Despite our awareness and eagerness to keep staff mentally and physically safe, it is extremely difficult to do so. The statistics speak for themselves: in 2019/20 693,000 people sustained an injury at work, whilst an additional 828,000 suffered from work-related stress, depression or anxiety. Perhaps unsurprisingly, we are also experiencing a decline in the mental health of NHS staff as a result of COVID. A study found that severe levels of anxiety rose 8% to 36% after the first wave of COVID. And severe stress increased from 11% to 46%.
This decline in mental wellbeing combined with the knowledge that physical and mental illness results in a loss of 38.8 million working days per annum, highlights the need for a greater emphasis on wellbeing initiatives. In this blog, we address the challenges and identify how you can improve the mental and physical health of your keyworkers.
When you read the stats above, the challenge of reducing injury and improving mental health is big enough as it is. But combine this with the complication of how to effectively reach your employees that ‘work on the frontline’ and the scale of the challenge is amplified. Ultimately, there are two factors that complicate matters.
By the very nature of their job, your frontline staff are more difficult to keep safe. They often work at different locations or on varied shift patterns. They simply don’t have the same consistent access to the information their desk-based counterparts have.
Many frontline workers are also reliant on their line manager to pass on a message. This reliance on receiving information secondhand presents many problems:
Ultimately, any dependency on third-party communications is unreliable. There are too many steps involved in the process and too many variables that will impact the speed, effectiveness and responsiveness of each communication.
While the environment is an obvious blocker to communicating and keeping frontline staff safe, there is a more problematic, silent barrier. Perception.
How frontline staff perceive their manager, senior leadership and NHS as a whole, has a big impact on how they work. Many of the decisions and actions that an employee takes will be influenced by their own motivations and drivers. If they are not engaged, the risk of them not reading the latest health and safety notice, or taking potentially dangerous shortcuts, or not mentioning their growing anxiety, is increased.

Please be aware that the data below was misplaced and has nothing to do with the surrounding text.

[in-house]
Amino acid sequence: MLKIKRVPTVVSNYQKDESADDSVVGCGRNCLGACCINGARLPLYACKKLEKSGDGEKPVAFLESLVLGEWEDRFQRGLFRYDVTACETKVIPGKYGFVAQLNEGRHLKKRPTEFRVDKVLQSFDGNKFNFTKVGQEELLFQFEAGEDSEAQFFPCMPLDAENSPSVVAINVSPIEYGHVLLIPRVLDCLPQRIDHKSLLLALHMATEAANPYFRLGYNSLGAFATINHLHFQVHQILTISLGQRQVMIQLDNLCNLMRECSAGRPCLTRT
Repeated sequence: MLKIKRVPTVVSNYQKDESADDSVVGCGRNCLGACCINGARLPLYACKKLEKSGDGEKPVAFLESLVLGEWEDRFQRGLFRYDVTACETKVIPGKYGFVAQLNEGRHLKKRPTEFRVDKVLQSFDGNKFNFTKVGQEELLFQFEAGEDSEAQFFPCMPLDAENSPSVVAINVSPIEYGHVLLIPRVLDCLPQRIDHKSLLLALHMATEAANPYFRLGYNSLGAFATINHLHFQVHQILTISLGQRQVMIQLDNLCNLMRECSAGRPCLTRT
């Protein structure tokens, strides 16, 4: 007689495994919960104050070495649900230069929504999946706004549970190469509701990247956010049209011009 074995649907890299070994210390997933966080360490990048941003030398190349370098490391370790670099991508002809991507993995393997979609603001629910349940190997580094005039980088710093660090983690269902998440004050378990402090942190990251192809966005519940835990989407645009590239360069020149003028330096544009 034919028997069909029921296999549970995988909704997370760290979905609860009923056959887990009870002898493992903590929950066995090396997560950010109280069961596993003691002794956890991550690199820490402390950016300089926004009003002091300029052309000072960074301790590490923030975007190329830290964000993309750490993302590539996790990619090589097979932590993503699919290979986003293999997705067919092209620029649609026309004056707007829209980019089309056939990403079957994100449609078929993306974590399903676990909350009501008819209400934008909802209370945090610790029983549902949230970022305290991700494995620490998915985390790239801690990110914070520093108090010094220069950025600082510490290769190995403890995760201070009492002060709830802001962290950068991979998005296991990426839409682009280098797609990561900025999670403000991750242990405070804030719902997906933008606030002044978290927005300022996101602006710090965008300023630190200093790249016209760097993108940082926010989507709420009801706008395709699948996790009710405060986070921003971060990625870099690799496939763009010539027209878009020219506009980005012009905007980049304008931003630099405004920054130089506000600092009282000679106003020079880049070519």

But many organisations also suffer from a two-way perception challenge. Frontline staff are often less visible and as such, their needs and voices often, albeit subconsciously, come lower down in the pecking order. It’s often a historical pattern that has become engrained. How many times have you heard things like; “we’ve always communicated that way” or “but the domestic team just don’t care about that stuff”. These are all perceptions that need to be addressed and without addressing them, there will be a ‘them and us’ culture.
Ultimately, any perception, whether misconstrued or accurate, will be a blocker. If those on the frontline perceive themselves, or believe someone else perceives them, to be less valued than their colleagues they will lack pride, confidence and satisfaction. They will feel as though they don’t have a voice and their wellbeing and work will take a hit.
What the two barriers above highlight is that unless your frontline teams are engaged, your health, safety and wellbeing policy will not be effective.
As a provider of internal communications software, we have worked with our clients to strengthen their internal comms strategies so they can communicate health & safety strategies that resonate and take effect. If you would like to discover how NewZapp Trusted Delivery can help you through the barriers get in touch.
With over 15 years’ experience in communications I have seen first-hand the difference strong internal communications can make. I am passionate about helping organisations reap the rewards of an engaged workforce and feel privileged to work for an organisation that has this same passion. We can achieve more when we work together towards the same goals.
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